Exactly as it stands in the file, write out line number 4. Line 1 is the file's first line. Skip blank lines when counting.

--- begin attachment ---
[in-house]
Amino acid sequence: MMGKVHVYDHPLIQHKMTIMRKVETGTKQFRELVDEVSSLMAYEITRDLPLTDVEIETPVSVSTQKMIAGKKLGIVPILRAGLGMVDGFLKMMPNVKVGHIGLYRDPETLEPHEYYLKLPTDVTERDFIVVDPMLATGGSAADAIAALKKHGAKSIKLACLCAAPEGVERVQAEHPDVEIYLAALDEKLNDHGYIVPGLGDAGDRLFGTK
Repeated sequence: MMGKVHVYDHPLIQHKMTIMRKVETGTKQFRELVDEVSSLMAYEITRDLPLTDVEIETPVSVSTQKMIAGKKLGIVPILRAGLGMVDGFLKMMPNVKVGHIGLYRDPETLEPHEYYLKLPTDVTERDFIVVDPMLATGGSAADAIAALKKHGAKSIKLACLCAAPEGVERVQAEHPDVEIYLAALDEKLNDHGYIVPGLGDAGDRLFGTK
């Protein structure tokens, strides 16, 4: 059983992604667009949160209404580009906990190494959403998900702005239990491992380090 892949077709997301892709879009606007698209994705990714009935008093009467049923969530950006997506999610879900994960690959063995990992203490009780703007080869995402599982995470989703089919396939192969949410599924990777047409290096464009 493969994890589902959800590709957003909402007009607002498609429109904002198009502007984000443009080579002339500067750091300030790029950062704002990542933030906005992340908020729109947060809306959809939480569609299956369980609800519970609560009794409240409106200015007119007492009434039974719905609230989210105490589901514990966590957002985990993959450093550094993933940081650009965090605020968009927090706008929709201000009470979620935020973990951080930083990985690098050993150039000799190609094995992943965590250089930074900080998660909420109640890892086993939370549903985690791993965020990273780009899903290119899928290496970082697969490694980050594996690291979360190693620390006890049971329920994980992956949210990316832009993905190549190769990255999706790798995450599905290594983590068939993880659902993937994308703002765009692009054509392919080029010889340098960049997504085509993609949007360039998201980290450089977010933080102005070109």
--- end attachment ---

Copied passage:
């Protein structure tokens, strides 16, 4: 059983992604667009949160209404580009906990190494959403998900702005239990491992380090 892949077709997301892709879009606007698209994705990714009935008093009467049923969530950006997506999610879900994960690959063995990992203490009780703007080869995402599982995470989703089919396939192969949410599924990777047409290096464009 493969994890589902959800590709957003909402007009607002498609429109904002198009502007984000443009080579002339500067750091300030790029950062704002990542933030906005992340908020729109947060809306959809939480569609299956369980609800519970609560009794409240409106200015007119007492009434039974719905609230989210105490589901514990966590957002985990993959450093550094993933940081650009965090605020968009927090706008929709201000009470979620935020973990951080930083990985690098050993150039000799190609094995992943965590250089930074900080998660909420109640890892086993939370549903985690791993965020990273780009899903290119899928290496970082697969490694980050594996690291979360190693620390006890049971329920994980992956949210990316832009993905190549190769990255999706790798995450599905290594983590068939993880659902993937994308703002765009692009054509392919080029010889340098960049997504085509993609949007360039998201980290450089977010933080102005070109």